Respect! The Arrowsmith students are amazing!

Yesterday evening was an eye-opener for me. Simon has been waiting for this evening for a long time as we missed it in his first and his second year. It was the Parent-Teacher night at Arrowsmith but this is not like the Parent-Teacher night as you know it. There was no sitting in front of the teacher waiting to hear the latest about your child, how they can improve, work harder or, indeed, how well they might be doing. This is something else completely – this is getting you to understand how to do the cognitive exercises and how hard it is to do them by doing them yourself. You, the parent, have to do the work that your child (whatever their age) is doing on a daily basis for hours on end, being taught by your child! They are your teacher for the evening!
Simon went through his day with me, talking me through the cognitive exercises, one by one. He explained which area of the brain is being used and what is improved by each of the exercises, for example, reading, writing, speaking more clearly, reading body language and facial expressions or the ability to remember all the instructions you are given when they are given all at once (by a bossy Mum, said Simon!).
I tried each of Simon’s exercises, at a lower level than that at which he is working, for around 10 minutes per exercise as compared to a period of 40 minutes. At the end of 2 hours I have to admit to my brain feeling quite frazzled. It is no wonder that Simon, and the other students, have an aching brain by the end of most days! I have a much greater understanding and a new level of respect for what these students have to do for themselves as they work to improve their cognitive abilities. It is truly remarkable and I am awed by their dedication and also the commitment of their fabulous, always cheerful and encouraging teachers to help them to achieve their best and to realise their potential and their dreams. The photo is me having done an exercise which makes the act of writing easier and more fluent. I did one page and my hand was tired, Simon does six pages of the same combinations and usually three sets of six pages each period! Exhausting! image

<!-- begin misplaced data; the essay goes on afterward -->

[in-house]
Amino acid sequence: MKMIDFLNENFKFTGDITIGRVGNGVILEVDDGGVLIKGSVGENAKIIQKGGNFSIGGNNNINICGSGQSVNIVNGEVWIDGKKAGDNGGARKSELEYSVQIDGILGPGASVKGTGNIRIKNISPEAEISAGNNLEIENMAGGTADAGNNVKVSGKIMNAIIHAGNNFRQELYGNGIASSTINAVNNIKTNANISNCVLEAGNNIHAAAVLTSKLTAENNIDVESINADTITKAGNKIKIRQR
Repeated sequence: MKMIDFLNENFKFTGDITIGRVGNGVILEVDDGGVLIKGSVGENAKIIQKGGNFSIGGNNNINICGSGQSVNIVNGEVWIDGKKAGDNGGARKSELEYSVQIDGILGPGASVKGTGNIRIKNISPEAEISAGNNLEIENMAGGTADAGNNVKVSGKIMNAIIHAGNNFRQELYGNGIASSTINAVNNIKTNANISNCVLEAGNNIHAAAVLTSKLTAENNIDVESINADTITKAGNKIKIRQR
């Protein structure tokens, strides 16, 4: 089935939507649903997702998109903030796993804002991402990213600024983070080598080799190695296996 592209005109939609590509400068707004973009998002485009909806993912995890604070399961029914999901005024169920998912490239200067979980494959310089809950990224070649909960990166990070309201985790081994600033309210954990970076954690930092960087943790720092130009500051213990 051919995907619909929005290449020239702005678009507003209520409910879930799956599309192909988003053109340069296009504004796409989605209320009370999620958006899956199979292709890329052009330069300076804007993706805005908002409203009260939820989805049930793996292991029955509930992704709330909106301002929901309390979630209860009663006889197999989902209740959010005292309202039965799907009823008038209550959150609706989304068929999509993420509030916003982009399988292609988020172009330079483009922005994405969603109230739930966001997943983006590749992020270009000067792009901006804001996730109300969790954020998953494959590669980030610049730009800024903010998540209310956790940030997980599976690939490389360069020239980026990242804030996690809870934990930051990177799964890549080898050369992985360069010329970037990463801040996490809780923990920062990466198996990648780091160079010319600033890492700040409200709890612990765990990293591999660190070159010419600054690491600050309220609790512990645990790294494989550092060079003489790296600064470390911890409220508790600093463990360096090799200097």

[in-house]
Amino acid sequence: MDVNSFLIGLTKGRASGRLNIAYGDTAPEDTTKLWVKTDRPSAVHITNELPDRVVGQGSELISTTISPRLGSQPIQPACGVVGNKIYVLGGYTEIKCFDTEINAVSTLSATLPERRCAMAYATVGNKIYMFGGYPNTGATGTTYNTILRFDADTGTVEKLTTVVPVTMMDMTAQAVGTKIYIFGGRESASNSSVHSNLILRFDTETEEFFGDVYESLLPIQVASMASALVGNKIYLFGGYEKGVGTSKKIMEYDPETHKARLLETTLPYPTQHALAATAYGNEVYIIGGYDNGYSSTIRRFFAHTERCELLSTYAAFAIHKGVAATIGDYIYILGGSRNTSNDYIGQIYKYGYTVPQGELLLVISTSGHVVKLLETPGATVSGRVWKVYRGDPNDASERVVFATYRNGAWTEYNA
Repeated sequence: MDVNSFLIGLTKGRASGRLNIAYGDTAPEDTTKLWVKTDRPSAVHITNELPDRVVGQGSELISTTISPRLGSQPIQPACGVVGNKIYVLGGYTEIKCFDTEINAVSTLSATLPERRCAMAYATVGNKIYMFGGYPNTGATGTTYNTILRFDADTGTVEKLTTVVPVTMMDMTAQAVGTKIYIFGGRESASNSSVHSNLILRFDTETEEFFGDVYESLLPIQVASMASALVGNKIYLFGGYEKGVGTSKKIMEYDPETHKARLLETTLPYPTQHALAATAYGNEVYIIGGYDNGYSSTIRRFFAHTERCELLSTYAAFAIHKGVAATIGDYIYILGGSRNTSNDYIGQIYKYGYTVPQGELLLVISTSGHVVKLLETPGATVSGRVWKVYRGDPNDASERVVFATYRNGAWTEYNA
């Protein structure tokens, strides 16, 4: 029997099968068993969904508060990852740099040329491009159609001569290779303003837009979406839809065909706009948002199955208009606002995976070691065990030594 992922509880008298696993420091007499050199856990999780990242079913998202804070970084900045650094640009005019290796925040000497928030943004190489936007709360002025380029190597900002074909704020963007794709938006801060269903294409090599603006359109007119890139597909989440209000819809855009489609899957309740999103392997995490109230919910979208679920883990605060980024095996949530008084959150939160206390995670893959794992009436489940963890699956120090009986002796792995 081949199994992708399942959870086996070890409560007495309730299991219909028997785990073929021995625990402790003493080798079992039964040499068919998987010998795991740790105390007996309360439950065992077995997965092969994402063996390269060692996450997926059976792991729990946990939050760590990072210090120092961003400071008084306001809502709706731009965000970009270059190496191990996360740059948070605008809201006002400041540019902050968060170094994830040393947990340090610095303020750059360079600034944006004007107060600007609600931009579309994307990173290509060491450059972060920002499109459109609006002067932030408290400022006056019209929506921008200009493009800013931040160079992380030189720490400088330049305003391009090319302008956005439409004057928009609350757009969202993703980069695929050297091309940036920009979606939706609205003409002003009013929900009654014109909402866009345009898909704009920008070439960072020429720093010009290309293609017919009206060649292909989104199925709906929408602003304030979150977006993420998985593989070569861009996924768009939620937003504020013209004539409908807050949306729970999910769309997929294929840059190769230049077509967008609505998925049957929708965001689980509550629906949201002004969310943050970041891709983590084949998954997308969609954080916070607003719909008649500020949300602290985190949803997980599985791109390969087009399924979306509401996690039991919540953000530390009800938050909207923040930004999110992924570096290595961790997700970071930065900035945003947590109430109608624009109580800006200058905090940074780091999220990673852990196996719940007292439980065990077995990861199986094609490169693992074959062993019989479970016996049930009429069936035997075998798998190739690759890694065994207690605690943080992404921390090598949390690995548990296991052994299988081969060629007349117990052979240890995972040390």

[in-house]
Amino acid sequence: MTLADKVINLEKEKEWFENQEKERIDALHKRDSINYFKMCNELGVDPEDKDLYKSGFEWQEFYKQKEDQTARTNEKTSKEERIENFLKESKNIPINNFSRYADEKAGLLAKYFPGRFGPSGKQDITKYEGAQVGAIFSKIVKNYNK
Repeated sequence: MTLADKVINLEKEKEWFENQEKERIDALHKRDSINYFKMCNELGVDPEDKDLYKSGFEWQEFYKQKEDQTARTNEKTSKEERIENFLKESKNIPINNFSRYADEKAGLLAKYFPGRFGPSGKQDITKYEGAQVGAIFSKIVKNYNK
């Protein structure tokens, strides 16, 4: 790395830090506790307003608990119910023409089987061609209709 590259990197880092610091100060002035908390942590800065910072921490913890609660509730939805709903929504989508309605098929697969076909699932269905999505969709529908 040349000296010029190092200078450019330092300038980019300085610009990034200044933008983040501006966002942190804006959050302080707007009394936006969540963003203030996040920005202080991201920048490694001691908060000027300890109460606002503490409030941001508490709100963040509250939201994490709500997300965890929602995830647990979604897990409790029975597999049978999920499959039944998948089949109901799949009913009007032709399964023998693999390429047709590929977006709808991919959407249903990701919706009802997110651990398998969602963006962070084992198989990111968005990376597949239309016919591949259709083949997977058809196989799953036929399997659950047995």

I leave you first with the words of Barbara Arrowsmith Young from her book “The Woman Who Changed Her Brain”:
My vision is of a world in which no child ever struggles with a learning disability, no child is ever stigmatised as having one, and no child experiences the ongoing emotional pain of living with a learning disability.
That people with learning difficulties don’t dare to dream breaks my heart. We now have the tools to address these problems, strengthen and rewire and improve their brains, and avoid a tremendous amount of needless suffering
.
And finally the words of Norman Doidge, psychiatrist and author of “The Brain That Changes Itself” in which I first read of the Arrowsmith Program:
The stigma associated with having a learning disability will ease when we all understand that we can accomplish what was once thought impossible: we can change, fundamentally and profoundly, our capacity to learn.

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2 thoughts on “Respect! The Arrowsmith students are amazing!

  1. Your story continues to amaze me. I’m so glad to have learned about the Arrowsmith program from you and have passed on the information to a couple of parents who struggle with their children’s learning disabilities. As I read of your journey, I think of the many parents (I’m a teacher) who take no interest in their children’s learning, of the ones who place impossible expectations in their way, of the ones who only pass on one message: you are not good enough.

    • Hi Nancy, I am pleased to be able to share our story and hope that it helps those you have told about it. I know how incredibly lucky we are to have found it and to be in a position to take advantage of it and to afford it. I feel very blessed and very sad for those students you have described.

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